Wolves Home

Teacher's Guide
Wild Animal Watch: Wolves
Grade Levels 3–8

*National Standards Correlations
*Lesson Planning Suggestions
*Extensions/ Assessment

Resources & Web Links

Skill Sheet - Wolf Investigation Sheet

Quick Start Guide - Hear a Wolf Howl!

Project Snapshot
This exciting Learning Adventure, "Wild Animal Watch: Wolves," focuses on habitats where wolves have been reintroduced into the wild. Students can explore the wolves' territory, learn about their living habits, examine their family structure, and meet wolf specialists from all over the country.

Students get an inside look at the life and work of wildlife specialists by reading daily journal entries that document their day-to-day study of wolf behavior.

The Learning Adventure also contains a Wolf Quiz, a Wolf Drawing Gallery, and a Wolf Writing Gallery, so students can express themselves creatively and demonstrate new understandings about wolves.

Learning Objectives

  • Understand the behavior and life cycles of North American gray and red wolves in the wild.
  • Understand how wolves became endangered in the United States and the methods biologists are using to save them from extinction.
  • Synthesize sounds, pictures, and other information about wolves and generate personal impressions in written and/or visual form.
  • Read and comprehend informative texts.
  • Formulate and complete an independent research project.
  • Read outside literature or nonfiction in context with classroom studies.

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Project Components
Gray Wolves of Yellowstone — All About Gray Wolves
This component of the Learning Adventure contains several sections focusing on the reintroduction of gray wolves into the wild. Included are 5 one-page briefs outlining the habitats, social behavior, and history of gray wolves in the United States:

  • About Gray Wolves — Students learn about the changing attitudes toward wolves over the last 20 years.
  • Wolf Families — Students gain an understanding of the social structure of a wolf pack.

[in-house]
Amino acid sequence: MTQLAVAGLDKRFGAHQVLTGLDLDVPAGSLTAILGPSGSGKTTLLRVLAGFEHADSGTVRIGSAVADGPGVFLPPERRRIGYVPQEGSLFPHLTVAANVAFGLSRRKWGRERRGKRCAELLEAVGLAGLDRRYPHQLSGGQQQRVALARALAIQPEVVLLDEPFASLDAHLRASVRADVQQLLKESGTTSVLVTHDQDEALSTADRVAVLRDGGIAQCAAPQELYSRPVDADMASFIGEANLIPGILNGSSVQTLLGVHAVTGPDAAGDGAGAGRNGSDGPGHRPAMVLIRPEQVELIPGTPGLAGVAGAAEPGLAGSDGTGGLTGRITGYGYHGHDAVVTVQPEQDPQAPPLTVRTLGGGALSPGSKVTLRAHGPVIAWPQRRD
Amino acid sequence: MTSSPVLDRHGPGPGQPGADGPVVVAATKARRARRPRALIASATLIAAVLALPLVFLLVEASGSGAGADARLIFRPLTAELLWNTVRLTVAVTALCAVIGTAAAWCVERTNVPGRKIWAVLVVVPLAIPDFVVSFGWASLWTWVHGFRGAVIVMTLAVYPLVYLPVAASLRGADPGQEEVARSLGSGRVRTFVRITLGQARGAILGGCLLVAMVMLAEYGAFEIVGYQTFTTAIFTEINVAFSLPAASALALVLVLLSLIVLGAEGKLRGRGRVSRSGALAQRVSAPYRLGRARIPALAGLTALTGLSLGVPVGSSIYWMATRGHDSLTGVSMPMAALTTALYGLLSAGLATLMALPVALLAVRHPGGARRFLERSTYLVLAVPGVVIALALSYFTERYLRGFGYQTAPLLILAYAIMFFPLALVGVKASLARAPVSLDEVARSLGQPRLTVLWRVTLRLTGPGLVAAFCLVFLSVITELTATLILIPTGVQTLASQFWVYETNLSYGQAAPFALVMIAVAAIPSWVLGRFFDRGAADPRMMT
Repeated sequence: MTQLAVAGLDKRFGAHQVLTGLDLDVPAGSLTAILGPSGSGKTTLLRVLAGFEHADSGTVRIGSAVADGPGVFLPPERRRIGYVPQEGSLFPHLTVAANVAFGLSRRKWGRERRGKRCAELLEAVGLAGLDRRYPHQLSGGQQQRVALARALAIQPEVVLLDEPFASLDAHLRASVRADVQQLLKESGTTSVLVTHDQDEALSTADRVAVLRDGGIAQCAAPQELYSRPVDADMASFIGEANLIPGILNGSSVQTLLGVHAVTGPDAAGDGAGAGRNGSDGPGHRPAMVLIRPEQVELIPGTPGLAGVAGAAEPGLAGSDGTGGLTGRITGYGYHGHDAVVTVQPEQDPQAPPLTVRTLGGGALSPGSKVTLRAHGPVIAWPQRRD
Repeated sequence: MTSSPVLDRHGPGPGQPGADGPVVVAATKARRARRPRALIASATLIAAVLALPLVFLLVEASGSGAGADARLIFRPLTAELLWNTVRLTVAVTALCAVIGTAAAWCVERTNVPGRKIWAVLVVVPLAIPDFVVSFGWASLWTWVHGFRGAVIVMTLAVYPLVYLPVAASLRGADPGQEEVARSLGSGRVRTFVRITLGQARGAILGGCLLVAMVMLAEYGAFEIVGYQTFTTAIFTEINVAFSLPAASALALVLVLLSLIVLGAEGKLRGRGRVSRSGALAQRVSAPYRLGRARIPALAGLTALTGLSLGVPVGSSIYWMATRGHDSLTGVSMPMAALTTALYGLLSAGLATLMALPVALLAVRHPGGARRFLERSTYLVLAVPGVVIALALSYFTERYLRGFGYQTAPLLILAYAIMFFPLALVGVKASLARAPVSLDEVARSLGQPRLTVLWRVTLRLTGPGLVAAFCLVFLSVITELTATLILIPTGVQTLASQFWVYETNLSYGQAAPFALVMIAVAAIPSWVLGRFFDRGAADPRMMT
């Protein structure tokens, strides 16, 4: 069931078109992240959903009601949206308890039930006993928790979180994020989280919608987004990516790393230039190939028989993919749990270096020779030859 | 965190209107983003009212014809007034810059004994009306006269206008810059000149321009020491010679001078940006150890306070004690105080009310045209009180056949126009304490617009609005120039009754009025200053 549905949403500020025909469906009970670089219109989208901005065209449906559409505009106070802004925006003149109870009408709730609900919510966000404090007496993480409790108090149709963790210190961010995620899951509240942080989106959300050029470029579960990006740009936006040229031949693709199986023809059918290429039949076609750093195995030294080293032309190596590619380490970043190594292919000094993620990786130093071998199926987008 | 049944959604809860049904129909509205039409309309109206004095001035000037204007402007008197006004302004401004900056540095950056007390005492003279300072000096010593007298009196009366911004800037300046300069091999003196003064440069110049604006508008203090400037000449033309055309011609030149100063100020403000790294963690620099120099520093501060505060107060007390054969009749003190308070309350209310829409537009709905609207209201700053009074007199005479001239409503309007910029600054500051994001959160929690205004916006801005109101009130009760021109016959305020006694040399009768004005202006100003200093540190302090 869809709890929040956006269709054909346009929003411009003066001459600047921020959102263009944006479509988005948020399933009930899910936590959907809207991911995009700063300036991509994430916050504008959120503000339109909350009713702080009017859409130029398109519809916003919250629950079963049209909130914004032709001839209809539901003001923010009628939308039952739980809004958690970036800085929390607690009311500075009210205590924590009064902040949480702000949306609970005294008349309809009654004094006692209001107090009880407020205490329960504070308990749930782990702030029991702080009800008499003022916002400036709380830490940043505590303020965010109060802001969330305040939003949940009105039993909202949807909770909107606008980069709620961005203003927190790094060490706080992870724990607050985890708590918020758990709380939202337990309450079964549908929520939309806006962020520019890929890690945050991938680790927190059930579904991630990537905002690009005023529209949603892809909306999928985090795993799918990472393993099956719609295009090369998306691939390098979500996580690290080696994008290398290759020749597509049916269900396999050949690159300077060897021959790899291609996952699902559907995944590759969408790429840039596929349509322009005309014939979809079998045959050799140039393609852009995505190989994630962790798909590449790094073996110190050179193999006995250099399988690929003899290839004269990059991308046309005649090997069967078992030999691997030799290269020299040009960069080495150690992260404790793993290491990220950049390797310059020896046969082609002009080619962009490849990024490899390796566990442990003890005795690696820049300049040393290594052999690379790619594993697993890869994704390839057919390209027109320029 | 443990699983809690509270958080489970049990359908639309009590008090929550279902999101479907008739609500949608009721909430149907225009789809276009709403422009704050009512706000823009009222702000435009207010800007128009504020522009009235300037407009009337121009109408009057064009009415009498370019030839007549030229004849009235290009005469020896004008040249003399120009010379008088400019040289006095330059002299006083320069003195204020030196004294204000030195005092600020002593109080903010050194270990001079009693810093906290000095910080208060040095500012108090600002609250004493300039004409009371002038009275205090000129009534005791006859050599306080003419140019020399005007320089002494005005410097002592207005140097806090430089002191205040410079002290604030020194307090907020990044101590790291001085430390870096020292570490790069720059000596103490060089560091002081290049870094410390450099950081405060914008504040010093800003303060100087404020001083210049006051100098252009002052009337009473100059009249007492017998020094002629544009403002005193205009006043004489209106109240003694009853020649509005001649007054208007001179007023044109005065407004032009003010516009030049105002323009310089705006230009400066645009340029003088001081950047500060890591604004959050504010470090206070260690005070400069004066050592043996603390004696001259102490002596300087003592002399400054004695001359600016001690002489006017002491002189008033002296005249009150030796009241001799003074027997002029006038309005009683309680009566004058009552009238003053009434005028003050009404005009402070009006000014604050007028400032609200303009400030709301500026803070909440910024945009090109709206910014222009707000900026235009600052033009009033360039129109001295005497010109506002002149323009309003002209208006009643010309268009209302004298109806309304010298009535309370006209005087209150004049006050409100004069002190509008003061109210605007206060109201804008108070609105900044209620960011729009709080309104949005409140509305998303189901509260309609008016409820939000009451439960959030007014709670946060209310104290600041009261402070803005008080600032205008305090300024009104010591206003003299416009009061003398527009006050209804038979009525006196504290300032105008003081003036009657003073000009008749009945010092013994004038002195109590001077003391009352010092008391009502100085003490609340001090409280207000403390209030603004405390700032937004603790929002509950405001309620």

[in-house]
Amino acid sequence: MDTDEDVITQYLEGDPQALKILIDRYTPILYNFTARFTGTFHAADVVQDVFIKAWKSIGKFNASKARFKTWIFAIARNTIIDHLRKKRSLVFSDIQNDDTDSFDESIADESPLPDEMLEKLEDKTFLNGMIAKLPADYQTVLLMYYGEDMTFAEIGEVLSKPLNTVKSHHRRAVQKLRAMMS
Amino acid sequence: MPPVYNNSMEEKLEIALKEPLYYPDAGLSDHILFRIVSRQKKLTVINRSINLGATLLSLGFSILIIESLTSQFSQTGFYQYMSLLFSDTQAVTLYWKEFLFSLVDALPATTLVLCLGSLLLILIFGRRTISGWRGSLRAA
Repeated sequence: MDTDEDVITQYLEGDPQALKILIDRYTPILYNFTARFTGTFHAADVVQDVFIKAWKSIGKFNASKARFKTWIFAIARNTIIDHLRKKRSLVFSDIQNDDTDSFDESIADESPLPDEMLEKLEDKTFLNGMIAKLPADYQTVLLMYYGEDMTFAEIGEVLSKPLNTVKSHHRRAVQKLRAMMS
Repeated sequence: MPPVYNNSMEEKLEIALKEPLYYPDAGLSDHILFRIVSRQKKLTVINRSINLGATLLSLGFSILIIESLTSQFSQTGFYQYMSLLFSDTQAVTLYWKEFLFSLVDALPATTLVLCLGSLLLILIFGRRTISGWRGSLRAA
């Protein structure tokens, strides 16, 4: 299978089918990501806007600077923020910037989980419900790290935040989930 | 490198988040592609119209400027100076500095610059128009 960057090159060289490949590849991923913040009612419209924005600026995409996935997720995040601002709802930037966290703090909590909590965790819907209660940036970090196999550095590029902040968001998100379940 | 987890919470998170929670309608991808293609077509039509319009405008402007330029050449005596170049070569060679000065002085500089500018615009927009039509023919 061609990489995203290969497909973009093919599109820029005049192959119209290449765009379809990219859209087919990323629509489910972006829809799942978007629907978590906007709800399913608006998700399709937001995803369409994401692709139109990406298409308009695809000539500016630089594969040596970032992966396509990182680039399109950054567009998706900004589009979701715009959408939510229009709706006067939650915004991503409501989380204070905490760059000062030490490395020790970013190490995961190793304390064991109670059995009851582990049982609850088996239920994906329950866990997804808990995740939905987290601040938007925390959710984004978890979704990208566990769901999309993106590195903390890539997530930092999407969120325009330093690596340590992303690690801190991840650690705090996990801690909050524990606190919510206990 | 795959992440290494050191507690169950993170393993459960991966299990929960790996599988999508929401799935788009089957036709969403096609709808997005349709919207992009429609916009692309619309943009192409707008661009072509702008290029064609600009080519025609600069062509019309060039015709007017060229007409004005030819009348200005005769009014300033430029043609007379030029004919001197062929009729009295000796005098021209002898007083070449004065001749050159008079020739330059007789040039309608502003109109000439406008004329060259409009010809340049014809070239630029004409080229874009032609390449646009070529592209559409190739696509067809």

• Return to Yellowstone — Students gather information about the wild wolves' capture in Canada, their transfer to Yellowstone, and their eventual release into the wild.
  • Acclimating Wolves — Students learn two different techniques used to reintroduce wolves into new habitats.
  • The Job of a Wildlife Vet — Students learn the role a wildlife vet plays in relocating and acclimating the wolves.

Additional sections include a gray wolf fact sheet, a map of Yellowstone National Park, an audio file for listening to an actual wolf howl, daily journal entries from the field, as well as numerous interviews with animal biologists, wildlife veterinarians, and other members of the Yellowstone Wolf Restoration Project.

Rescuing the Red Wolf — All About Red Wolves
This component of the Learning Adventure contains several sections that explore the tracking and capturing of red wolves and their eventual reintroduction into the wild. Included are 4 one-page descriptive briefs:

  • From Gray Wolves to Red Wolves — Students learn about the different kinds of "reintroduction."
  • The Red Wolf Recovery Program — Students learn about the initial recovery program and two sites where the reintroduction of the red wolves to the wild occurred.
  • Radio Tracking — Students learn how scientists use special radio-tracking collars to check on the wolves' activities.
  • Catching Wolves — Students explore reasons why and how scientists capture wolves.

Additional sections include a red wolf fact sheet, a map of wolf reintroduction sites, an audio file for listening to an actual red wolf howl, daily journal entries from the field, as well as numerous interviews with animal biologists, wildlife veterinarians, and other members of the Alligator River National Wildlife Refuge.

Meet the Experts
Students can read a transcript of an online interview with wildlife expert Roland Smith, as well as interviews with wildlife veterinarian Dr. Mark Johnson, species coordinator Will Waddell, radio-tracking specialist Chris Lucash, and many more.